First published November 1, 2012 - More info
The current epidemic of chronic obstructive pulmonary disease (COPD) has produced a worldwide health care burden, approaching that imposed by transmittable infectious diseases. COPD is a multidimensional disease, with varied intermediate and clinical phenotypes. This Review discusses the pathogenesis of COPD, with particular focus on emphysema, based on the concept that pulmonary injury involves stages of initiation (by exposure to cigarette smoke, pollutants, and infectious agents), progression, and consolidation. Tissue damage entails complex interactions among oxidative stress, inflammation, extracellular matrix proteolysis, and apoptotic and autophagic cell death. Lung damage by cigarette smoke ultimately leads to self-propagating processes, resulting in macromolecular and structural alterations — features similar to those seen in aging.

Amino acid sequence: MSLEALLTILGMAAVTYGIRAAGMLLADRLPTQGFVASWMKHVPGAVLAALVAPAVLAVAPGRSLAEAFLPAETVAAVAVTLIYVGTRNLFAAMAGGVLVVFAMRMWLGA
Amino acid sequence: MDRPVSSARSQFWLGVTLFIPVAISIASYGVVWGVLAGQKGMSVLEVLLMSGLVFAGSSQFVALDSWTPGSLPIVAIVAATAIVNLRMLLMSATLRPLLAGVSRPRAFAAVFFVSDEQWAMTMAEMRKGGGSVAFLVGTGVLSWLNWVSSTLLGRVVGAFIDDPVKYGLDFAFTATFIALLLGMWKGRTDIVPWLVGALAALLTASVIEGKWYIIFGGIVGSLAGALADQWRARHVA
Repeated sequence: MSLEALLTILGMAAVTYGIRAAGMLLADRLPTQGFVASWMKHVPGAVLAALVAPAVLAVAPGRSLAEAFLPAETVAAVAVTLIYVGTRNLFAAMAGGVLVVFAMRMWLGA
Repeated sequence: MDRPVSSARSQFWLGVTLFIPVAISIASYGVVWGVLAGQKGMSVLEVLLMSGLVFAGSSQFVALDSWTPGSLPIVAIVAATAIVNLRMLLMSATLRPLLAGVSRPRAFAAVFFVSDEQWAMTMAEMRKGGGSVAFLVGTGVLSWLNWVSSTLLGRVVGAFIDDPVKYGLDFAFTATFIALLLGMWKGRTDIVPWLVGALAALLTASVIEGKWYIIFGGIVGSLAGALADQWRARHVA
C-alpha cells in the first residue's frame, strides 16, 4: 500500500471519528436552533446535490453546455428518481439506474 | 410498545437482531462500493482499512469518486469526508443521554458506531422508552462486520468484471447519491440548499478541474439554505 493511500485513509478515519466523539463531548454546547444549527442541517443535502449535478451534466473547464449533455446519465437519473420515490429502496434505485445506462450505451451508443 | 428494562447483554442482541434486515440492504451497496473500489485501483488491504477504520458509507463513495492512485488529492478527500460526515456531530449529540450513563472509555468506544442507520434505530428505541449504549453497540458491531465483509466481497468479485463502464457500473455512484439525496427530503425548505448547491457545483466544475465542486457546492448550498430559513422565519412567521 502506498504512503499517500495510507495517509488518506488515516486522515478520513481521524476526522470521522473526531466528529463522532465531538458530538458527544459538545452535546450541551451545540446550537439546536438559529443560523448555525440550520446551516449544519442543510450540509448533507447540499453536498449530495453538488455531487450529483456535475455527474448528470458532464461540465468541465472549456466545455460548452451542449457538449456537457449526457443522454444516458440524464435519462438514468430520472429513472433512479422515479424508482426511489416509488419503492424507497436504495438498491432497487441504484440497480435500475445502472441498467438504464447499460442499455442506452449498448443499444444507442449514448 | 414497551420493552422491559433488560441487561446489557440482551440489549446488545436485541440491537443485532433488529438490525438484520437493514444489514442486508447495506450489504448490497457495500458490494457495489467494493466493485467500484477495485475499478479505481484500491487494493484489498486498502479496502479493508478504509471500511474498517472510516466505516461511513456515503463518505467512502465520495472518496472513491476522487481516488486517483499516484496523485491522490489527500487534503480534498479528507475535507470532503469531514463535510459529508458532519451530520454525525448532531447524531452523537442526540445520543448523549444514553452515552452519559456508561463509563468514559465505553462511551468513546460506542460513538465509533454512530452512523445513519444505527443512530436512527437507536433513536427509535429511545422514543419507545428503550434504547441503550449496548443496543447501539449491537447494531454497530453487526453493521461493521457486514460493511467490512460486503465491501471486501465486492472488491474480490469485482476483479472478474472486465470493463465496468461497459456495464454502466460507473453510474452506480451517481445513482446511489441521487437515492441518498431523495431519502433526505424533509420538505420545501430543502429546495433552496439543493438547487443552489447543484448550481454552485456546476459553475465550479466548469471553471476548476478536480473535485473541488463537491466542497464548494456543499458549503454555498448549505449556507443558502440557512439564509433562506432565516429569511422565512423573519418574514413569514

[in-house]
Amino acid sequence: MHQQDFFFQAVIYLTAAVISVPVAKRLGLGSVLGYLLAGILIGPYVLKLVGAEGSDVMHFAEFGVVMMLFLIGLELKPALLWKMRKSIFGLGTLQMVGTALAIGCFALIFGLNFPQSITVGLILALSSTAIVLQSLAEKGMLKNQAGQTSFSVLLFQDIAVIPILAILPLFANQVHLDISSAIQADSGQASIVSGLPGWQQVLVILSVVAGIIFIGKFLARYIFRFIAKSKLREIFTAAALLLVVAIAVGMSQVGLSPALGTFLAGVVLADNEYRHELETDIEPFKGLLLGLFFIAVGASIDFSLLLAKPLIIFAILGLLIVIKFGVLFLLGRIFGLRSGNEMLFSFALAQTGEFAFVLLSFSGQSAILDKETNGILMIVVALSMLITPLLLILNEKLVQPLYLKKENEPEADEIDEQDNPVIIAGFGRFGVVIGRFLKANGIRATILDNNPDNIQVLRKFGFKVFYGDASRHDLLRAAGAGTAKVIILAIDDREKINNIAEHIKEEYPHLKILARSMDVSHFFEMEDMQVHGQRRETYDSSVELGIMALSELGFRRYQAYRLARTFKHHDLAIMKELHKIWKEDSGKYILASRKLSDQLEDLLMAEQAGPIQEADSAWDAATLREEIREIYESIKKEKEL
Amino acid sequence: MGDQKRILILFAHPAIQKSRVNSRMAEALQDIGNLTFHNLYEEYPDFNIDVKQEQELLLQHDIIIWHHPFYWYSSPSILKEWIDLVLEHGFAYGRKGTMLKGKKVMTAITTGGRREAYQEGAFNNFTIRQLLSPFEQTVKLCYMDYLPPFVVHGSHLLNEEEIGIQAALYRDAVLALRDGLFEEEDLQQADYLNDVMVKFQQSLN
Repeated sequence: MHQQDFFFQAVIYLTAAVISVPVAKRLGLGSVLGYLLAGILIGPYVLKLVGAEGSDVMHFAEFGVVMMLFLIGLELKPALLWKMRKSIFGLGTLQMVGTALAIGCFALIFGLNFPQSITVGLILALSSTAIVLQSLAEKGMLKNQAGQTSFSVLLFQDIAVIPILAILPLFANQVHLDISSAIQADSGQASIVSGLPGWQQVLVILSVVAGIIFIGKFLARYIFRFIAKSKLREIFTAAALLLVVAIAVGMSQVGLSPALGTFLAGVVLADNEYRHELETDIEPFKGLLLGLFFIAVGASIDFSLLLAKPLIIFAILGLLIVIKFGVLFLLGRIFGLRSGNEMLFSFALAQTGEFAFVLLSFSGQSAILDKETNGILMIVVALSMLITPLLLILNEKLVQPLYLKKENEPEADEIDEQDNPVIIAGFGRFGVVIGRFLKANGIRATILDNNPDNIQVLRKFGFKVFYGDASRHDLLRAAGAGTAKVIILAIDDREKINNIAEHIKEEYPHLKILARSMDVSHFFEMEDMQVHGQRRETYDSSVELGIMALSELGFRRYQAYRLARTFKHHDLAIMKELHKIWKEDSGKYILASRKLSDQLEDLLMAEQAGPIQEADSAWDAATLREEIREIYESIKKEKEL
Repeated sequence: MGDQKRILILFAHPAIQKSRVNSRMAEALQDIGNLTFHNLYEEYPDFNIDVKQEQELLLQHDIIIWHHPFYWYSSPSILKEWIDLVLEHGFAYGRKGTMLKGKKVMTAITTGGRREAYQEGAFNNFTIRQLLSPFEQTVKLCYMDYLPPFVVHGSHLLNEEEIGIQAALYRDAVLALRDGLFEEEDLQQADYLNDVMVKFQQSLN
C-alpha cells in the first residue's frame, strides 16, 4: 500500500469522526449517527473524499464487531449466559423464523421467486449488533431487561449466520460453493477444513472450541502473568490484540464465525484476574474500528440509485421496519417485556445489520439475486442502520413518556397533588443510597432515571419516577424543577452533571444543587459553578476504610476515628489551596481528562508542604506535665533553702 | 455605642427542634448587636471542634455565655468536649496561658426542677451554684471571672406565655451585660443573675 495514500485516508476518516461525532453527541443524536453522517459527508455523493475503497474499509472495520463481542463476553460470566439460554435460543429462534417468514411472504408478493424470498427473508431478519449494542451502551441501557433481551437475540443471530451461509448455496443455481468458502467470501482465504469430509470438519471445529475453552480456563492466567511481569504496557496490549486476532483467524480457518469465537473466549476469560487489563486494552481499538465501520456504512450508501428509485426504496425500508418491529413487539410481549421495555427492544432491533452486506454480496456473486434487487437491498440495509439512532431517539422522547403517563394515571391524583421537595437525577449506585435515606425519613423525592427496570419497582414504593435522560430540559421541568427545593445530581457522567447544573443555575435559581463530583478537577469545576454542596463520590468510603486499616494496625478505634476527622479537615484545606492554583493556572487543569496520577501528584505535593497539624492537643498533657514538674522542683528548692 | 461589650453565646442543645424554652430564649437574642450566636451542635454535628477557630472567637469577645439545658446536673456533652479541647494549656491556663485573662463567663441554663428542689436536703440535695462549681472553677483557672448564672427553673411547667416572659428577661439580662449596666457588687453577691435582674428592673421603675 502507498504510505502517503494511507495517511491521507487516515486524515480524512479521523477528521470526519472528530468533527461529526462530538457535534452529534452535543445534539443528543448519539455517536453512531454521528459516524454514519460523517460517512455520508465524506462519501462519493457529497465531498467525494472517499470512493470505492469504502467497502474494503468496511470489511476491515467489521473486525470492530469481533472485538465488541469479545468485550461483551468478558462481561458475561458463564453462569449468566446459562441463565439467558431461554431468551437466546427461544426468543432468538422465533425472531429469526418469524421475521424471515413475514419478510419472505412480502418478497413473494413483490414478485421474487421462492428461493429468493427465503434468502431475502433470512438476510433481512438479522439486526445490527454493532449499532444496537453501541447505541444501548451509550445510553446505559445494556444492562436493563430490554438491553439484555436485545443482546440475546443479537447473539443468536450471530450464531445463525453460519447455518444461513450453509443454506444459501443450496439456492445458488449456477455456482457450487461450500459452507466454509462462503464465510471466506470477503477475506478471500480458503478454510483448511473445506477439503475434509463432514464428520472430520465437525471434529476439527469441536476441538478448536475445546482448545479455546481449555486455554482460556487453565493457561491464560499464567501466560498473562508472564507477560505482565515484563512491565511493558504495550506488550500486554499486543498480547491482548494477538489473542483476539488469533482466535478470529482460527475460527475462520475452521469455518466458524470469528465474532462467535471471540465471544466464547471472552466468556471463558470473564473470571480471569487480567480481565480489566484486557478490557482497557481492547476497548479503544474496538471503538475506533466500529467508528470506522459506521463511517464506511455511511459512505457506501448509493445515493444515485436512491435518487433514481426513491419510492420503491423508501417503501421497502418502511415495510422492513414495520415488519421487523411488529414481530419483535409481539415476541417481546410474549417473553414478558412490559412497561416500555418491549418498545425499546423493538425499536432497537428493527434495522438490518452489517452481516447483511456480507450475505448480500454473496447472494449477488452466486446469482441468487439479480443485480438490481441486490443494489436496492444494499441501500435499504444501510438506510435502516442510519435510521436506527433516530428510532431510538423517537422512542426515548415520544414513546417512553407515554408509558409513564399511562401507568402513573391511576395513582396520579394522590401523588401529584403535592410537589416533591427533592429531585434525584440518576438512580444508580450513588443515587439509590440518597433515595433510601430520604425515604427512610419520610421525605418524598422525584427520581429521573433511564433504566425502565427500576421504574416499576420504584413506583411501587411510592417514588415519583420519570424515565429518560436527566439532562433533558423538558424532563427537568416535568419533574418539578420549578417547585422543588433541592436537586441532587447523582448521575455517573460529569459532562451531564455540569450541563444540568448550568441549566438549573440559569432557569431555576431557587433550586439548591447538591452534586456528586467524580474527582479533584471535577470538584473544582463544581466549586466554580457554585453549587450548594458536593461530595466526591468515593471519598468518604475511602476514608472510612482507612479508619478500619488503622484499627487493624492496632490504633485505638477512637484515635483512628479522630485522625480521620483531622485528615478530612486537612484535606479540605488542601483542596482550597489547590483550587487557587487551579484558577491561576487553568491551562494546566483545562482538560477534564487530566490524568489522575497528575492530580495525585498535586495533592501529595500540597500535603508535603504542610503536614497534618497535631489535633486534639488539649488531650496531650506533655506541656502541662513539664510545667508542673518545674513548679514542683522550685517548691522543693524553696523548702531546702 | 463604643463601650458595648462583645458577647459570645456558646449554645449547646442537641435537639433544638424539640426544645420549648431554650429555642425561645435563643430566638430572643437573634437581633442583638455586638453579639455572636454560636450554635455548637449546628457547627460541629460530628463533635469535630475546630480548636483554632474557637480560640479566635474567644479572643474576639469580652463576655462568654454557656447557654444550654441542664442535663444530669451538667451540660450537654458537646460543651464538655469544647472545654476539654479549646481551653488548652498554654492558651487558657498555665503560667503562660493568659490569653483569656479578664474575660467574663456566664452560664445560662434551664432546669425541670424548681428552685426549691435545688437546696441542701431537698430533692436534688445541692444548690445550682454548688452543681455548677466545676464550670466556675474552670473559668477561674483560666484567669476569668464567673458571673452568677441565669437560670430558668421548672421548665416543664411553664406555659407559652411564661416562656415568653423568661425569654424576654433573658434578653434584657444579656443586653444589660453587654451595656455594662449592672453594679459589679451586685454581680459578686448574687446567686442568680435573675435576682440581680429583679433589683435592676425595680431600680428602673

Rubin M. Tuder, Irina Petrache
Original citation: J. Clin. Invest. 2012;122(8):2749–2755. doi:10.1172/JCI60324.
Citation for this corrigendum: J. Clin. Invest. 2012;122(11):4300. doi:10.1172/JCI66725.
During the preparation of the manuscript, the authors provided an incorrect citation for reference 28. The correct reference is below.
28. Kneidinger N, et al. Activation of the WNT/β-catenin pathway attenuates experimental emphysema. Am J Respir Crit Care Med. 2011;183(6):723–733.
The authors regret the error.